We’ve been researching an Alameda home built by Russian-immigrant homebuilder Solomon “Sam” Olimansky who built dozens of homes, apartments and duplexes across Portland between 1919 and the 1950s, several of them notable for their whimsical use of clinker brick and storybook cottage house design.
Olimansky was a cagey, talented builder and charismatic businessman who spoke fast in his native Yiddish, loved to laugh, and was known to present building inspectors with house plans sketched on scraps of paper pulled from his pocket.
From a September 5, 1971 story about Sam in The Oregonian.
Sam began his building career in his native Poland as an apprentice violin maker. Later in Portland, he built everything from cabinets and display cases to homes, duplexes and apartment complexes. Sam was a natural builder, and a character.
We’ve added a biography of Sam Olimansky to our growing collection of homebuilder biographies you can find in The Builders section.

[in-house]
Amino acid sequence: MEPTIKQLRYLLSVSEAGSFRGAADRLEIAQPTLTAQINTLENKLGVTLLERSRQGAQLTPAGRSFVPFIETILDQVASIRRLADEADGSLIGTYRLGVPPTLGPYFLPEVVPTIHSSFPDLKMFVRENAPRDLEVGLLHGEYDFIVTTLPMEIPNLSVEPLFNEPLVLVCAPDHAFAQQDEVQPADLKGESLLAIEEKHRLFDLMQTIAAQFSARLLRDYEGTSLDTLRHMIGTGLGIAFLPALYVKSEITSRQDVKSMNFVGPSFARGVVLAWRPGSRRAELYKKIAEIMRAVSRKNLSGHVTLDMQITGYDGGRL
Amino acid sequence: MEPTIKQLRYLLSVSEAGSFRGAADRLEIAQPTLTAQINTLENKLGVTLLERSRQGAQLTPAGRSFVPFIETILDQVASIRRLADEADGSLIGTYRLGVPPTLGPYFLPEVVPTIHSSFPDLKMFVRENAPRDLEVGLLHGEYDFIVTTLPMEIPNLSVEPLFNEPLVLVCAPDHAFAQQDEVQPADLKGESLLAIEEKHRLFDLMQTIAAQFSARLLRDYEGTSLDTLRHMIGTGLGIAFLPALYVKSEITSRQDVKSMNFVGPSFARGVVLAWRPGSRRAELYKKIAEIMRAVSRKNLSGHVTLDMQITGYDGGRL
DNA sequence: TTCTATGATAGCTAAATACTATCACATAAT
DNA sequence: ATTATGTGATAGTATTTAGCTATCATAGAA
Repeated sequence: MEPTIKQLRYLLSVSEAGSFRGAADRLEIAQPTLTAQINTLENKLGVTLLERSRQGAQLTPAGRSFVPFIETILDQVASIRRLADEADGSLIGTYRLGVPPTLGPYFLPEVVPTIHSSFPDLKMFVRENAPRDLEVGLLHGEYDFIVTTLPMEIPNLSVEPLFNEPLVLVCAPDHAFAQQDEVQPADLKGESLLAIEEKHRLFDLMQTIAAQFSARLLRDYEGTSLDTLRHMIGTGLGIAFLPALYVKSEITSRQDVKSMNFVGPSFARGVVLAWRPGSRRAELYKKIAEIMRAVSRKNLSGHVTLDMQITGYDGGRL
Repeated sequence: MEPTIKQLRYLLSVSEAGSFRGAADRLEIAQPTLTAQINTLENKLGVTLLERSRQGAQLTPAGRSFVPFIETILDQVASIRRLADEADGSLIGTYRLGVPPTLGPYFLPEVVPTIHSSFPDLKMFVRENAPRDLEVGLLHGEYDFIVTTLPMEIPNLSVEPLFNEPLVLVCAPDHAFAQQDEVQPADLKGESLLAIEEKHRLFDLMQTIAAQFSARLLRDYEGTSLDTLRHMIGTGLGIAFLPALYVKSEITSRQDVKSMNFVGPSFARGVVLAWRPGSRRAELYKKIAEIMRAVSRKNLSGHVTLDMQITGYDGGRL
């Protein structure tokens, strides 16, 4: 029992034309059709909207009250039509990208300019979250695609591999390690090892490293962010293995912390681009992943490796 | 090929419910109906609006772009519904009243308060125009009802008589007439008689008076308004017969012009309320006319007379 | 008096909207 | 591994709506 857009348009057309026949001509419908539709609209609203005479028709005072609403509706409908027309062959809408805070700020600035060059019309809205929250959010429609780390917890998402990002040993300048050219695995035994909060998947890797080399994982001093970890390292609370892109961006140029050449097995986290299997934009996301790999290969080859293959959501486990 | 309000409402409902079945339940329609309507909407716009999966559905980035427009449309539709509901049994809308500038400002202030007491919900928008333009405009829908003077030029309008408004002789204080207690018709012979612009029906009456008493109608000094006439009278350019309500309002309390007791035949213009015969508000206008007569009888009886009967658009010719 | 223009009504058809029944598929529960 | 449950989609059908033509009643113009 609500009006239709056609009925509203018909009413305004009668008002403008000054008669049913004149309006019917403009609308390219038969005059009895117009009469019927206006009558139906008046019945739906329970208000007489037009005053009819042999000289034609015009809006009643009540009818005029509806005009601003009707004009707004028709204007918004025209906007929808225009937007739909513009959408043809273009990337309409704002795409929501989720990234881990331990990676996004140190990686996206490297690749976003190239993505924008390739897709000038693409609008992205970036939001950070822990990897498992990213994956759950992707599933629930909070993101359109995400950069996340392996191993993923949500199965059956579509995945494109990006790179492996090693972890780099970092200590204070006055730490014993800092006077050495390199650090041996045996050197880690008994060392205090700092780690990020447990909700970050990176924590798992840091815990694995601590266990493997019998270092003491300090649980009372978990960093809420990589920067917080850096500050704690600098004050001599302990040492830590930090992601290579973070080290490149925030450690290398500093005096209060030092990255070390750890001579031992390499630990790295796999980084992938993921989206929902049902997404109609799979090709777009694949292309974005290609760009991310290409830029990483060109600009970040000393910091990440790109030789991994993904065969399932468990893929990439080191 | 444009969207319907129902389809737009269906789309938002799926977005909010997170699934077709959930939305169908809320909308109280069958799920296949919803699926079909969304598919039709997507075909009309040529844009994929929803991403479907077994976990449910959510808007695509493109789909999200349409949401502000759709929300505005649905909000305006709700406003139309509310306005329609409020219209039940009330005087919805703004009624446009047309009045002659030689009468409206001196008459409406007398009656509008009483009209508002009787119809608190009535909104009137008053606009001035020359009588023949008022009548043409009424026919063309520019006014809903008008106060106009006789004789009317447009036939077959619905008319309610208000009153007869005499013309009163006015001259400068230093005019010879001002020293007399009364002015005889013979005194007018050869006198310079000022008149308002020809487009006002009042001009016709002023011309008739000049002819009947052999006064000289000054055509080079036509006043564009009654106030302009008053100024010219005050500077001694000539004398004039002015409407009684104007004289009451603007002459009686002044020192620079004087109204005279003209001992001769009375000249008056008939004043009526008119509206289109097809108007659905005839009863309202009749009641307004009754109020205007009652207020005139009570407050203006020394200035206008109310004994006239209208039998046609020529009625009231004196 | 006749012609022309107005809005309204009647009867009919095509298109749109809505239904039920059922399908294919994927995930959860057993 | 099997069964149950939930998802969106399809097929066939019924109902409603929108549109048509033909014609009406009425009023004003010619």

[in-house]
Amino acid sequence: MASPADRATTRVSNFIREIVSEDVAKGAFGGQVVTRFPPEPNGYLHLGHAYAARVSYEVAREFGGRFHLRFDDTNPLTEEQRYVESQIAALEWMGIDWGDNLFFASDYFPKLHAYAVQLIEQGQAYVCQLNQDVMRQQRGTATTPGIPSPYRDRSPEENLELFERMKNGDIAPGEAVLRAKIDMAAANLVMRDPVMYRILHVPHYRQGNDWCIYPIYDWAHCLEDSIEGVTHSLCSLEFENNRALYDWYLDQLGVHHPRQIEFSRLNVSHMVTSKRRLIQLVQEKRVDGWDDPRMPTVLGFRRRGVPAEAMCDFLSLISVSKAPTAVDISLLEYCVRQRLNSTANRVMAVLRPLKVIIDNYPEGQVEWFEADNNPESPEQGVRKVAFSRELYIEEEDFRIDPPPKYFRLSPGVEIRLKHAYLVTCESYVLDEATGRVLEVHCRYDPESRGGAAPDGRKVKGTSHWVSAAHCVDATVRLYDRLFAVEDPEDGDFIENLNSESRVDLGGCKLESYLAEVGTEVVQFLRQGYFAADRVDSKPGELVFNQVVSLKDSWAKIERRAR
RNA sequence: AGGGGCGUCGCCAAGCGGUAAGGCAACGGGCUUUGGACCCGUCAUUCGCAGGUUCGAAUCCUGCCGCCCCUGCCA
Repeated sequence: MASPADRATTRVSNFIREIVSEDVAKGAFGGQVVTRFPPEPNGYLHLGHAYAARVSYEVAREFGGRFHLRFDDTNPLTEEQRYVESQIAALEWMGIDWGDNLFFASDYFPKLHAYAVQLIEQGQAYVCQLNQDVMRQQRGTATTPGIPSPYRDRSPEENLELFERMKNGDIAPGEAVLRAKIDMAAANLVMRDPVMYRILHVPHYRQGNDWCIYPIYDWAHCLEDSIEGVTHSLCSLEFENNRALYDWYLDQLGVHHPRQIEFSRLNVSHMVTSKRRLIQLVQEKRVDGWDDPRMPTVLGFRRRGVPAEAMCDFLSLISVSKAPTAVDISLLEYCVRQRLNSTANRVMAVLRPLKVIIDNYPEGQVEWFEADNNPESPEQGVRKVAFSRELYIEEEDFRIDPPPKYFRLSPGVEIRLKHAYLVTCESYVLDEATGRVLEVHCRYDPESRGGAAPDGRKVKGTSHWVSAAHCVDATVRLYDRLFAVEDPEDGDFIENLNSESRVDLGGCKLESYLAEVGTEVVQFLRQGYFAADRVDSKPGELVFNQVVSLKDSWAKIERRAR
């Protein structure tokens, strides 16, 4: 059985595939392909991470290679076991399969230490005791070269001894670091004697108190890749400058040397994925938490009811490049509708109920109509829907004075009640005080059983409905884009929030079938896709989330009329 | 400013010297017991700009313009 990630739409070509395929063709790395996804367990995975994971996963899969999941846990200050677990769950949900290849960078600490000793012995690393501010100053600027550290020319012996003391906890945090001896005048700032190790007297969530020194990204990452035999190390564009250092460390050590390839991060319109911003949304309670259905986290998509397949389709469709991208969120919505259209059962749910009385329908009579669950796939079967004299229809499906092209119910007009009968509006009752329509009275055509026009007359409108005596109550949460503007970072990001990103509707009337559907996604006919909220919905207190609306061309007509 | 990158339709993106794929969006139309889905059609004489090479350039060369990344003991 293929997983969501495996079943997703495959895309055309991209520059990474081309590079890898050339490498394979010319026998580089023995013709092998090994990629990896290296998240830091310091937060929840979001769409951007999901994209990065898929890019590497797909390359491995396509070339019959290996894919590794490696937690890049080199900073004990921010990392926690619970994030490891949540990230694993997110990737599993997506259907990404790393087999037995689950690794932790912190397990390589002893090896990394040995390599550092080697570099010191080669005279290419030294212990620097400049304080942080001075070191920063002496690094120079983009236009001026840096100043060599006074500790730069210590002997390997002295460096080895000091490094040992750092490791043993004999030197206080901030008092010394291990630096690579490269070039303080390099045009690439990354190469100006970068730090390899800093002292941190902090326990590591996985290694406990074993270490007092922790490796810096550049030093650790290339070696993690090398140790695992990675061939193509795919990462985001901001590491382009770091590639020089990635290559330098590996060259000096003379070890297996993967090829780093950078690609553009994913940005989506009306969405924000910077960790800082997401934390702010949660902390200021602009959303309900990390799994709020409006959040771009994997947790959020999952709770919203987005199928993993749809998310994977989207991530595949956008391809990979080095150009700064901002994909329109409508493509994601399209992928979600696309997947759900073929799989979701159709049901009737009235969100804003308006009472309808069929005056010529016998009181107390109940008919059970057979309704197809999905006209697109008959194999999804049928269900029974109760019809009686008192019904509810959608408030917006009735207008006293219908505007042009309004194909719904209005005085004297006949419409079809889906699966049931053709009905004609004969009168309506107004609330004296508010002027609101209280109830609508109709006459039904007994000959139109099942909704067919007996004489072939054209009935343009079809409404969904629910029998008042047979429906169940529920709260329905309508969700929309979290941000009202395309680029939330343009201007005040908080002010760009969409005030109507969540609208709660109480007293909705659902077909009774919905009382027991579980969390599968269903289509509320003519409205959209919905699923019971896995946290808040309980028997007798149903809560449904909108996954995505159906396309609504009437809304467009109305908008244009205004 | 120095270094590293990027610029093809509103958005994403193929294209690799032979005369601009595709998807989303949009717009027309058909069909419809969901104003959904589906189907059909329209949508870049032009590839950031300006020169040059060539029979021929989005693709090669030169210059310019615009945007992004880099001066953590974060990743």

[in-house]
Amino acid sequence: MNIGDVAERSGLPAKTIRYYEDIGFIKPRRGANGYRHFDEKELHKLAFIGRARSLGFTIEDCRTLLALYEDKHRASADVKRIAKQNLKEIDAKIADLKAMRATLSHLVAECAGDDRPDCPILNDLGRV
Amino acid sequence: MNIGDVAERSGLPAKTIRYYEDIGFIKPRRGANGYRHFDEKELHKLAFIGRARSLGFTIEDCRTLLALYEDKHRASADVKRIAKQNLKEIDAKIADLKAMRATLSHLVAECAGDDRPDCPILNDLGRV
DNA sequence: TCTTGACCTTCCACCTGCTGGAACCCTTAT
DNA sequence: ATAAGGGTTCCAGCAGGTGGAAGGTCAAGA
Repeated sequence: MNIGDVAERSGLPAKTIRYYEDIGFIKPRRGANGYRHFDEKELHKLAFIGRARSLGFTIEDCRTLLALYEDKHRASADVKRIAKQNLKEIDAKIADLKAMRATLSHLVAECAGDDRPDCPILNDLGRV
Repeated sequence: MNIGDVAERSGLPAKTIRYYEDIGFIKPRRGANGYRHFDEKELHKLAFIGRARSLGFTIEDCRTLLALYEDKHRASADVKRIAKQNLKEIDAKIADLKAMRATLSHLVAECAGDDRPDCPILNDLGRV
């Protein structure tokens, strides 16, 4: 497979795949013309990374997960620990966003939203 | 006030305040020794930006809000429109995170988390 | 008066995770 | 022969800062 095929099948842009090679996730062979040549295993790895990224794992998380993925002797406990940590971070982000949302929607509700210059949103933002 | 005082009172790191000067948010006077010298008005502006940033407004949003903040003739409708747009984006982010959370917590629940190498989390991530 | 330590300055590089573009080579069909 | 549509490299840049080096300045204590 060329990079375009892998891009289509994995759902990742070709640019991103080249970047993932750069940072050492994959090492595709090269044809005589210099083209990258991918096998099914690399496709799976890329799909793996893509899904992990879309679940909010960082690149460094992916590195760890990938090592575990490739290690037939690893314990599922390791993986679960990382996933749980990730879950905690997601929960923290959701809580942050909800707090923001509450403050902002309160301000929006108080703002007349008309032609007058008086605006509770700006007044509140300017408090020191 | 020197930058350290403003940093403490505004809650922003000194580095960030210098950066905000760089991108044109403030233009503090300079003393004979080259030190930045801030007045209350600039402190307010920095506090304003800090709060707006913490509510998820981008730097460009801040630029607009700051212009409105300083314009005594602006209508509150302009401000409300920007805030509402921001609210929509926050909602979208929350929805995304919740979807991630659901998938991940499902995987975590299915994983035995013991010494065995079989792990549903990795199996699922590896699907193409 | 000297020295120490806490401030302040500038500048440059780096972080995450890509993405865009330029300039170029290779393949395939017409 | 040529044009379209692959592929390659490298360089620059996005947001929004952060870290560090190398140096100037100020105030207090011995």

With thanks to the current homeowners for commissioning the history study that led to insights about Sam, and to his grandson Gil Olman for sharing memories about his grandfather.
It would be appropriate to name a new Portland street Olimansky (St, Blvd, Rd) …. What a great name!
Loving the Alameda history. We’ve been doing some renovations over here at 2200 NE Gile and have uncovered the name of the builder written on some of the sub floor / lumber. Photos attached. Thanks for your post from a while back about Arthur Matot, appreciate the information and insight to the builder of our home.
All the best. Rob
Could you add a couple photos of Olimansky houses?